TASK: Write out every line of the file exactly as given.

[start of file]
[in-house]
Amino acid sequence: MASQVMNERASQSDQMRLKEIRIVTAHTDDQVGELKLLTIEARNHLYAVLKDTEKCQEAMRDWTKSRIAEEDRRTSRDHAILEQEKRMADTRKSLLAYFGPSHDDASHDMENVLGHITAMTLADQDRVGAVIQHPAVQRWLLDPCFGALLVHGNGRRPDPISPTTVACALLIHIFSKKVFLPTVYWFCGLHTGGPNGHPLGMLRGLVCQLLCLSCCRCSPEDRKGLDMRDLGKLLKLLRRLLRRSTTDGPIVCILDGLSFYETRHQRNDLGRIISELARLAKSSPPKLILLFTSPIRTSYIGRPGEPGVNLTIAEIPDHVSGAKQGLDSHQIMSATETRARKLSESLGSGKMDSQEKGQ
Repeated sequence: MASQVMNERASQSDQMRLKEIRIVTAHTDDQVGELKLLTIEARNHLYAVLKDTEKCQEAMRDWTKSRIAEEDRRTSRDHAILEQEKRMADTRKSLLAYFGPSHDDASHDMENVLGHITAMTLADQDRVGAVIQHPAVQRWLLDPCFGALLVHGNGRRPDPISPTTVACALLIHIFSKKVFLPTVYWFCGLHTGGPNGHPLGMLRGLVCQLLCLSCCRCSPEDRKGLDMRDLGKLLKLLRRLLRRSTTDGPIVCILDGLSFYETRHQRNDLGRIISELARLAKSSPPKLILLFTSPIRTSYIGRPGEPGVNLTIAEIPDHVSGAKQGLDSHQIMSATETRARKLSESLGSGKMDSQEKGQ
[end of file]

[in-house]
Amino acid sequence: MASQVMNERASQSDQMRLKEIRIVTAHTDDQVGELKLLTIEARNHLYAVLKDTEKCQEAMRDWTKSRIAEEDRRTSRDHAILEQEKRMADTRKSLLAYFGPSHDDASHDMENVLGHITAMTLADQDRVGAVIQHPAVQRWLLDPCFGALLVHGNGRRPDPISPTTVACALLIHIFSKKVFLPTVYWFCGLHTGGPNGHPLGMLRGLVCQLLCLSCCRCSPEDRKGLDMRDLGKLLKLLRRLLRRSTTDGPIVCILDGLSFYETRHQRNDLGRIISELARLAKSSPPKLILLFTSPIRTSYIGRPGEPGVNLTIAEIPDHVSGAKQGLDSHQIMSATETRARKLSESLGSGKMDSQEKGQ
Repeated sequence: MASQVMNERASQSDQMRLKEIRIVTAHTDDQVGELKLLTIEARNHLYAVLKDTEKCQEAMRDWTKSRIAEEDRRTSRDHAILEQEKRMADTRKSLLAYFGPSHDDASHDMENVLGHITAMTLADQDRVGAVIQHPAVQRWLLDPCFGALLVHGNGRRPDPISPTTVACALLIHIFSKKVFLPTVYWFCGLHTGGPNGHPLGMLRGLVCQLLCLSCCRCSPEDRKGLDMRDLGKLLKLLRRLLRRSTTDGPIVCILDGLSFYETRHQRNDLGRIISELARLAKSSPPKLILLFTSPIRTSYIGRPGEPGVNLTIAEIPDHVSGAKQGLDSHQIMSATETRARKLSESLGSGKMDSQEKGQ